[Tutor] further ignorant babbling

Kirby Urner urnerk@qwest.net
Sat, 01 Dec 2001 20:32:20 -0800

At 09:20 PM 12/1/2001 -0500, Kirk Bailey wrote:
>OK, newest and latest shot at looking like an idiot in
>front of my betters.

We're all idiots of one kind or another, not to worry.

># parse the letter into a dictionary

I'm not able to do a comprehensive debug of your pseudocode,
but want to point out that you're not quite getting dictionary
syntax.  Curly braces are never used in this subscript

># clip off preceeding and trailing whitespace chars if any

string doesn't have a 'string' method.  If 'to' is already
a string and you want to clip off any whitespace, the
function to use is string.strip().

Also, in recent Pythons, most string functions may be
invoked as methods against primitive string objects, without
importing the string module; in other words:

   >>> '  baaaa   '.strip()

># this next gives us the part after 'To:' and before '@'
>to = string.string( letter, string.pos("@",3, 'to:'))

If you're *sure* that "To:" and "@" will be in 'to', then
you can do it in one line with string methods:

   >>> to = "To:  joeblow@smallworld.com"
   >>> to
   'To:  joeblow@smallworld.com'

   >>> to[to.index("To:")+3:to.index("@")].strip()

(in this case, we're basically getting to[3:12] and
stripping off the leading spaces).  to.index("To:")
returns where "To:" begins in to (position 0).

># ok, we now know the name of the list to referr to.

open(filename,'r') returns a file object to a variable.
This file object now has methods applied to it, such
as readlines().

So you probably want to go:

   in = open(whatever,'r')

'to' just contains the name of one email person, as per
your above example.  Does that person have his own file?

># Dig, this tupple is the total subscriber file loaded,
># and is referred to with a index number!
>subscribers = in

You might be wanting

   subscribers = in.readlines()

which will make a list containing every line in whatever
(the file opened above) as an element in the list.

>close in


># the subscriber list is now in the tupple 'in'

No, 'in' is now closed and done with.  We read the
subscriber list into 'subscribers' using in.readlines()
-- I think is what you're getting at.

># note the 'from' field is LISTNAME.DOMAINNAME!
>letter{'From:') = to + domainname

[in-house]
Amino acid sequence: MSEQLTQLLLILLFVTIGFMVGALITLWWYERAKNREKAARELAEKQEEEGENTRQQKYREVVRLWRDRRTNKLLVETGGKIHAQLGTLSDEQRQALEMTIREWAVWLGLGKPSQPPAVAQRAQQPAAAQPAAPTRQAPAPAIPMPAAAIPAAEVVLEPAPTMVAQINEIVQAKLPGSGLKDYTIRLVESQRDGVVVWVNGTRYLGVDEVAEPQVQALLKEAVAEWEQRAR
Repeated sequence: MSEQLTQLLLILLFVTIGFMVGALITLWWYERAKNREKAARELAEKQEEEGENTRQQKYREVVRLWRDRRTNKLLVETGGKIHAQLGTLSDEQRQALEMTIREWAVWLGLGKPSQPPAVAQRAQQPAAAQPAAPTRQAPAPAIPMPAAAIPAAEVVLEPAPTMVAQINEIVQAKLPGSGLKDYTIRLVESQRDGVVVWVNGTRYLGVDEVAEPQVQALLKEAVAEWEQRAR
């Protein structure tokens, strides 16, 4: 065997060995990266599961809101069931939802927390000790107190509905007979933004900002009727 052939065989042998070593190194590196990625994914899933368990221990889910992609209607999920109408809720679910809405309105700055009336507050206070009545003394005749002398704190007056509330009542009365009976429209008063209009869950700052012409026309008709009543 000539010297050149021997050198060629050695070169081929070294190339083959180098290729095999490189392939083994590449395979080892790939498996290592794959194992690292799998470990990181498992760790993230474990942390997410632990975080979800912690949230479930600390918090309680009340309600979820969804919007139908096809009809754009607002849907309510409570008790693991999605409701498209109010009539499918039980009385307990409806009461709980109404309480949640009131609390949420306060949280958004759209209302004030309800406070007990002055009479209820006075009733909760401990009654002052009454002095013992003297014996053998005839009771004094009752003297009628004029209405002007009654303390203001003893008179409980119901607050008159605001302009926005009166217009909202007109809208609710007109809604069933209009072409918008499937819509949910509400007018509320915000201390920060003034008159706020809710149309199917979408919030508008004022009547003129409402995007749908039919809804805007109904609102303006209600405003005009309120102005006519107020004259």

Again, illegal syntax.  If letter is a dictionary, you
key into it using square brackets.  Example:

    >>> mydict = {}  # empty dictionary
    >>> mydict['to'] = 'joeblow@mydomain.com'
    >>> mydict['subject'] = 'The end of the world'

... like that (showing it in shell mode, interactively
-- the best place to experiment with Python syntax
even as you write longer code in another window, to
test out whether you're getting it right).

># append [listname] in FRONT of the existing subject.
>X = '['+ to + ']' + letter{Subject:}

Yeah, you can do something like this.  Remember to
insert '\n' strings where you want to code a line
break (newline).

>letter{subject:} = X

Confusing.  letter['subject'] should just be the subject,
no?  We don't want to stick the 'to' stuff in there too.

Can't we keep letter['to'], letter['subject'], letter['body']
and letter['footer'] all as separate entries until later?

# append footer to the end of 'Body:' in dictionary 'letter'.
>letter{'Body:'} = letter{'Body:'}+footer

   body = open(somepath/file,'r')
   letter['body'] = body.readlines()

Except now letter['body'] keys to a list, not one long text
string.  If you need to convert a list of text lines into
one long string, with newlines between each line, you can
do something like this:

   >>> linelist = ['this is a line', 'this is another line']
   >>> letter = {}
   >>> letter['body'] = '\n'.join(linelist)
   >>> letter['body']
   'this is a line\nthis is another line'
   >>> print letter['body']
   this is a line
   this is another line


   footer = raw_input('Enter footer:  ')
   letter['footer'] = footer

>#now send a seperate envlope and letter to each person in that
>subscriber file
>for i in subscribers():
>         letter{'To:'}=subscribers[i]
>         # This feeds a copy of the complete letter to sendmail
>         # with To: coming from the tupple subscribers
>         mail.send(letter{})

'subscribers' is a list, so you don't want to put () after it,
as if it were a function.  Your indexing i will become each
subscriber in turn, so just go letter('to') = i -- and when
you pass your letter to mail.send, just send 'letter' -- no
need for the {} tacked on (Python knows it's a dictionary).

This presumes mail.send is something *you* write.  If its
part of a Standard Library module named mail, then
mail.send(letter) will only work if send() expects a dictionary
with those specific entries.  Is that what's happening, or
was the idea of formatting a letter as a dictionary your
idea (not a bad one, by the way -- certainly workable)?

 > Oh, and the library called, and said the interlibrary
 > loan about python just arrived, I will pick it up monday.

You're doin' great.  The kind of program you're writing is
quite ambitious and wouldn't normally be tackled by a
beginner to *any* language (except maybe rebol).  That you
are willing to tackle such a thing is testament both to
Python's power, and your bravery as would-be snake charmer.